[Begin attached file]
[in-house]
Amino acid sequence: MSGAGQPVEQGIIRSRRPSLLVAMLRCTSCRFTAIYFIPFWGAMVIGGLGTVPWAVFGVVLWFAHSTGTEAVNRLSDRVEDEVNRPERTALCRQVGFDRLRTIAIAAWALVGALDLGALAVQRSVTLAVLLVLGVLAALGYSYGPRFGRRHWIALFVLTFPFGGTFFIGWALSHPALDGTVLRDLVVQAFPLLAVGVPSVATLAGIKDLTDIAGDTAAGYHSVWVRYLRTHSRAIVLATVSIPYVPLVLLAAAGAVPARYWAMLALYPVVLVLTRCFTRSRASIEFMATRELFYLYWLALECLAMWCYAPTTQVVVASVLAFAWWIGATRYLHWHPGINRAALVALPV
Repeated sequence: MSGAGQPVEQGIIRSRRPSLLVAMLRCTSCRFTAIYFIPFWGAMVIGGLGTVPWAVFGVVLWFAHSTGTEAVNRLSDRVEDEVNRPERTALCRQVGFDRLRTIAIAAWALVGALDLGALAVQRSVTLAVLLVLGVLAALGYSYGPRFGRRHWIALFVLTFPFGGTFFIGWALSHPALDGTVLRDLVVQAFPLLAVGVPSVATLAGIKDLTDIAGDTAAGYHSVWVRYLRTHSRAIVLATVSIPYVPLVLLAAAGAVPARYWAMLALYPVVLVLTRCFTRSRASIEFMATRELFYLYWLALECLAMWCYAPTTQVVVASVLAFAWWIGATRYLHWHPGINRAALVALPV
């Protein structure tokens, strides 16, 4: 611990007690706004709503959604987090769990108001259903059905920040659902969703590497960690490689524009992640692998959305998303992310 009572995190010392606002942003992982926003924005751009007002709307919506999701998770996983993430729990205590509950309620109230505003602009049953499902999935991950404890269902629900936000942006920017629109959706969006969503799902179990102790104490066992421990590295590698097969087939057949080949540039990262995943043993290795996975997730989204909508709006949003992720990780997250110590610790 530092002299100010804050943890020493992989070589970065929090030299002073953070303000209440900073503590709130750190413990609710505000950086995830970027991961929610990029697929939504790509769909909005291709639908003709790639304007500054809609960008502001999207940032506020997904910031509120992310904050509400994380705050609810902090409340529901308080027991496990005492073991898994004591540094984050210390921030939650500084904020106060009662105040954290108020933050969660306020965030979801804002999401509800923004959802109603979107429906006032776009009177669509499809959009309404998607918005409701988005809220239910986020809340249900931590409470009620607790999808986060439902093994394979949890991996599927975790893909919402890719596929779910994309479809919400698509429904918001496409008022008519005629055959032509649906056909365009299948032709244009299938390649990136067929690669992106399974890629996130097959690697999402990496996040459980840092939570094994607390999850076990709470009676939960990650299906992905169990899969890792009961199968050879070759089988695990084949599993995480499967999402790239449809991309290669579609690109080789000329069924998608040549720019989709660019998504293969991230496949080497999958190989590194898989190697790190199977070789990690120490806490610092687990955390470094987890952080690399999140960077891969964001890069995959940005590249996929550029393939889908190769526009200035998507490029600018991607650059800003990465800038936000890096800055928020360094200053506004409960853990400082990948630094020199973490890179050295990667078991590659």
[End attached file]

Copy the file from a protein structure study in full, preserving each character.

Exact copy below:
[in-house]
Amino acid sequence: MSGAGQPVEQGIIRSRRPSLLVAMLRCTSCRFTAIYFIPFWGAMVIGGLGTVPWAVFGVVLWFAHSTGTEAVNRLSDRVEDEVNRPERTALCRQVGFDRLRTIAIAAWALVGALDLGALAVQRSVTLAVLLVLGVLAALGYSYGPRFGRRHWIALFVLTFPFGGTFFIGWALSHPALDGTVLRDLVVQAFPLLAVGVPSVATLAGIKDLTDIAGDTAAGYHSVWVRYLRTHSRAIVLATVSIPYVPLVLLAAAGAVPARYWAMLALYPVVLVLTRCFTRSRASIEFMATRELFYLYWLALECLAMWCYAPTTQVVVASVLAFAWWIGATRYLHWHPGINRAALVALPV
Repeated sequence: MSGAGQPVEQGIIRSRRPSLLVAMLRCTSCRFTAIYFIPFWGAMVIGGLGTVPWAVFGVVLWFAHSTGTEAVNRLSDRVEDEVNRPERTALCRQVGFDRLRTIAIAAWALVGALDLGALAVQRSVTLAVLLVLGVLAALGYSYGPRFGRRHWIALFVLTFPFGGTFFIGWALSHPALDGTVLRDLVVQAFPLLAVGVPSVATLAGIKDLTDIAGDTAAGYHSVWVRYLRTHSRAIVLATVSIPYVPLVLLAAAGAVPARYWAMLALYPVVLVLTRCFTRSRASIEFMATRELFYLYWLALECLAMWCYAPTTQVVVASVLAFAWWIGATRYLHWHPGINRAALVALPV
């Protein structure tokens, strides 16, 4: 611990007690706004709503959604987090769990108001259903059905920040659902969703590497960690490689524009992640692998959305998303992310 009572995190010392606002942003992982926003924005751009007002709307919506999701998770996983993430729990205590509950309620109230505003602009049953499902999935991950404890269902629900936000942006920017629109959706969006969503799902179990102790104490066992421990590295590698097969087939057949080949540039990262995943043993290795996975997730989204909508709006949003992720990780997250110590610790 530092002299100010804050943890020493992989070589970065929090030299002073953070303000209440900073503590709130750190413990609710505000950086995830970027991961929610990029697929939504790509769909909005291709639908003709790639304007500054809609960008502001999207940032506020997904910031509120992310904050509400994380705050609810902090409340529901308080027991496990005492073991898994004591540094984050210390921030939650500084904020106060009662105040954290108020933050969660306020965030979801804002999401509800923004959802109603979107429906006032776009009177669509499809959009309404998607918005409701988005809220239910986020809340249900931590409470009620607790999808986060439902093994394979949890991996599927975790893909919402890719596929779910994309479809919400698509429904918001496409008022008519005629055959032509649906056909365009299948032709244009299938390649990136067929690669992106399974890629996130097959690697999402990496996040459980840092939570094994607390999850076990709470009676939960990650299906992905169990899969890792009961199968050879070759089988695990084949599993995480499967999402790239449809991309290669579609690109080789000329069924998608040549720019989709660019998504293969991230496949080497999958190989590194898989190697790190199977070789990690120490806490610092687990955390470094987890952080690399999140960077891969964001890069995959940005590249996929550029393939889908190769526009200035998507490029600018991607650059800003990465800038936000890096800055928020360094200053506004409960853990400082990948630094020199973490890179050295990667078991590659």